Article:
You can find this episode, and some others, on YouTube.

All in all, it is a cute and silly children's show, with fun claymation, narrated by a dragon. What's not to love?

Friday, April 15, 2016

M is for Magyar folktales

Magyar népmesék (Hungarian folktales) is probably the best known cartoon series in Hungary. It sports a whopping 9 seasons and 100 episodes, each between 6 and 10 minutes long, each adapting a well-known Hungarian folktale into gorgeous animation.
The series began in 1977, and concluded with the last batch of 11 episodes in 2011. It has become a classic, both in story and in visual style, for thousands of Hungarian children and multiple generations. Recently, an artist has even re-imagined Star Wars in the artistic style of Hungarian Folktales.

The style itself is very recognizable. It is colorful, full of traditional Hungarian imagery (such as folk costumes and embroidery patterns), and highly symbolic, playing on the hidden meanings of the oldest folk- and fairy tales we have. The narration is also famous, done by excellent actor-storytellers, and the opening music of the episodes, along with the embroidery-based framing motif, is truly iconic.

Good news: Some episodes of the series are available with English subtitles on YouTube! Here is an entire playlist of them!

Here are a couple of examples of my favorites:

Palkó Lily-of-the-Valley
A prince who is born a dwarf guards the grave of his dead mother every day. On the grave the king planted a flower, a lily-of-the-valley, that soon turns out to be an enchanted Princess of the Dwarves, hiding from the wrath of Tündér Ilona, the fairy queen. The prince and the princess fall in love, and try to escape from the queen's revenge...

The star-eyed shepherd
A shepherd refuses to say "bless you" to a king when he sneezes, and the king decides to get rid of him in the most creative ways. The shepherd, however, manages to survive all the trials, and even marries the king's daughter in the end. 

The fairy of the pond
This is, essentially, our version for the Grimms' Nixie in the millpond fairy tale. The animation is especially pretty in this one.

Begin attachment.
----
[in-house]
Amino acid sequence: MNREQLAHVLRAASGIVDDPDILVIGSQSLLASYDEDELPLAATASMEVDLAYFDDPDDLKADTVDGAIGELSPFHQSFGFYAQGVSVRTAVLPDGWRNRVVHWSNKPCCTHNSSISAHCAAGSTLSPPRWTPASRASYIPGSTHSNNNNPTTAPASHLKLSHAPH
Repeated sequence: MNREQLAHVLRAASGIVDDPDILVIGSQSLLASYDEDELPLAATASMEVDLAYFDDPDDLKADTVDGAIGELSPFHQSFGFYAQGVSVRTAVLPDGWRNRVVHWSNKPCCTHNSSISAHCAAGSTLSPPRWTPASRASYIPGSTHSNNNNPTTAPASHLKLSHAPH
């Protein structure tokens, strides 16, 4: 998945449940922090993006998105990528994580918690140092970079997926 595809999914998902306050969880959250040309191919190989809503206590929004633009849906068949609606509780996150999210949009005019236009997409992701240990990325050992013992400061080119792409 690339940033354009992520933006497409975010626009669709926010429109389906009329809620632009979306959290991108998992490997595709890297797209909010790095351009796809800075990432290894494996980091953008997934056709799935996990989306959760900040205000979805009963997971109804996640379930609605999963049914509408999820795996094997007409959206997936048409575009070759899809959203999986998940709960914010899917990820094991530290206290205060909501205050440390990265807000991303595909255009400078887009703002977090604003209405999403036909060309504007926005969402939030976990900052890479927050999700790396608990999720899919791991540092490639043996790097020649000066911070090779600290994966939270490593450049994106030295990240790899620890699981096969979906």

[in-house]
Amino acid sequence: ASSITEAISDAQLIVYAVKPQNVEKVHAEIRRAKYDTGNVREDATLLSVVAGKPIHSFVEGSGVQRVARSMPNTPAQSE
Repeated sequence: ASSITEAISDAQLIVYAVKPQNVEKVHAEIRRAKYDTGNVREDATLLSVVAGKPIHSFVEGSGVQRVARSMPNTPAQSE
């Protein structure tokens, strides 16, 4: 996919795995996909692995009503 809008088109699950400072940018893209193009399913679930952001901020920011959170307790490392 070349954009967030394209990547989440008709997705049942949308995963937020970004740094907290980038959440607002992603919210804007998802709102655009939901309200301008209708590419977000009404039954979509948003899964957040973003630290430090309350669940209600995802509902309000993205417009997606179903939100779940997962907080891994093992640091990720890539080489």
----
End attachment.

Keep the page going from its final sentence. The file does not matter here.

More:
This entire series is an endless source of wonder and entertainment. If you only watch one thing recommended in this A to Z theme, definitely look into this one :)

Thursday, April 14, 2016

L is for Lúdas Matyi

Now here is a classic tale of revenge every Hungarian kid is familiar with.

When Matyi the Gooseherd boy resists the baron who tries to take his geese, he receives 25 lashes with a stick as a punishment. He swears an oath that he will return the beating threefold - and fulfills his promise in the most creative and entertaining ways.
Lúdas Matyi (Matyi the Gooseherd Boy / Matyi of the Geese, 1975) is a feature length animated film based on a very famous Hungarian literary epic poem from the 19th century. It even has its own TV Tropes page!

Döbrögi, the tyrannical lord of the land, wants Matyi's geese (or, in the case of the film, one quirky goose). Matyi refuses, claiming justice is justice and the law is the law, to which Döbrögi responds "Here, I am the law," and orders his henchmen to give Matyi 25 lashes with a stick. Matyi swears that he will repay it three times, but everyone laughs at him.

A couple of years later, Döbrögi is building the new palace (the building scene itself is hilarious without words, worth watching), and a mysterious Italian master appears in his court. He is immediately "hired" (threatened) to design the palace, but tells everyone that more wood is needed for the project. Taking everyone to the forest and putting them to work, he is finally left alone with Döbrögi, whom he asks to help measure the circumference of a large oak tree. While Döbrögi hugs the tree, the master ties him to it, and then reveals himself as Matyi, giving the lord the first round of 25 lashes.